BATON ROUGE, La. (AP) - Louisiana's top higher education board on Thursday postponed decision-making on a strengthening of its minimum admission standards for public colleges that would include new financial penalties for campuses that violate the policy.
Commissioner of Higher Education Kim Hunter Reed and her staff spent months working on proposed changes to existing admissions standards first put in place 14 years ago. That wholesale review came after LSU sparked criticism for disobeying the requirements and granting more exceptions than allowed.
But the Board of Regents, the state's policy-making board for public colleges, balked Thursday at making the changes recommended by Reed and her staff. They stalled a vote until February.
Regents members said they wanted more time to answer questions from the higher education community and more details about certain proposed changes.
"It is a very important policy we're dealing with," said board member Claudia Adley of Bossier City, who led the push to d elay the vote. "In the last few days, a lot of questions have emerged."
Board member Wilbert Pryor of Shreveport said he wanted to hear from the presidents of Louisiana's public university systems. Board member Randy Ewing of Ruston said he wanted to get more familiarized with how the changes would impact the autonomy of campus leaders.
"If the board feels they do not have the information that they need to make a decision, then the shortcoming is on me," Reed said. "I want to make sure you are comfortable."
The Regents divvy up most of the state financing for public college campuses through their funding formula, but the board has never penalized schools for non-compliance with admissions criteria. The new proposal would specifically allow for cuts to financing to campuses that repeatedly breach the exceptions limit.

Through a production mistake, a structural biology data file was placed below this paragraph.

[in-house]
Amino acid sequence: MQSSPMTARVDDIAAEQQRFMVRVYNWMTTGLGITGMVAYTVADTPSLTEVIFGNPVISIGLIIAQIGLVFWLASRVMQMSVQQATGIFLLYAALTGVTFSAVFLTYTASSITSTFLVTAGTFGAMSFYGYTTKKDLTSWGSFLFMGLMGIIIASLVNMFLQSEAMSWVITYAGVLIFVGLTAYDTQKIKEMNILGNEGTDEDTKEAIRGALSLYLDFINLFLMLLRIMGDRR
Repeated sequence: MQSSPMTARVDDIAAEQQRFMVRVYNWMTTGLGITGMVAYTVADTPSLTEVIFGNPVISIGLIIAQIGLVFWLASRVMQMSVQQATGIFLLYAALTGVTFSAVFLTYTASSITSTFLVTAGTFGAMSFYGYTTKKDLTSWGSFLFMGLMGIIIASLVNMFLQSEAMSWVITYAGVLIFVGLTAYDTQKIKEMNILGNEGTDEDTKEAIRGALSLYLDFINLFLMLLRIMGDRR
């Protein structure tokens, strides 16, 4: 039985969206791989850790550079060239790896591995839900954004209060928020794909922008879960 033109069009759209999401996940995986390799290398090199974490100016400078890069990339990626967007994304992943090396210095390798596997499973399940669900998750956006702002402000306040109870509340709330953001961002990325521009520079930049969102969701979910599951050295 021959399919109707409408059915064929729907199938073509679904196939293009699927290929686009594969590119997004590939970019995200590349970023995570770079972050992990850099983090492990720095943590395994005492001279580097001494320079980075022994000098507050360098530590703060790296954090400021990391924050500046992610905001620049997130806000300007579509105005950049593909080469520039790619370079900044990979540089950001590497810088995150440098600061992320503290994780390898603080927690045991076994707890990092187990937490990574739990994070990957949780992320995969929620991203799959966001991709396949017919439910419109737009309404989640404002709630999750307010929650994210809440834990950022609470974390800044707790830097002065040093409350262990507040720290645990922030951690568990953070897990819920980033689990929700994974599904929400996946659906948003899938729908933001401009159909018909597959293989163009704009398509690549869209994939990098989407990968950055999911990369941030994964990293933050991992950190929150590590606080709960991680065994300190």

Other proposed changes would include new exceptions for non-resident students and detailed auditing and reporting procedures.
The Board of Regents first started requiring admissions standards for Louisiana's public four-year universities in 2005. Reed described the standards as helping to ensure students enroll "where we believe they can be most successful."
The renewed debate over the standards stems from LSU's decision to rework its own admissions approach for first-time students, starting with the fall 2018 semester. The university's main campus in Baton Rouge lessened reliance on standardized test scores and grade point averages, arguing that followed the approach at 80% of the nation's flagship universities.
But the move breached the number of exceptions allowed.
Under the Regents' requirements, LSU's incoming freshmen must have a 3.0 high school GPA or a 25 ACT college entrance exam score, with up to 4% of the enrolling class allowed exceptions. Other Louisiana colleges have lower admissions standards and larger percentages of allowed exceptions.
LSU's changes weren't initially announced and drew criticism as diminishing standards. Amid the pushback, then-LSU President F. King Alexander questioned the Regents' authority to penalize his school for violating the admissions standards. Reed disagreed, citing the board's constitutional authority. Alexander's comments also drew rebuke from Gov. John Bel Edwards.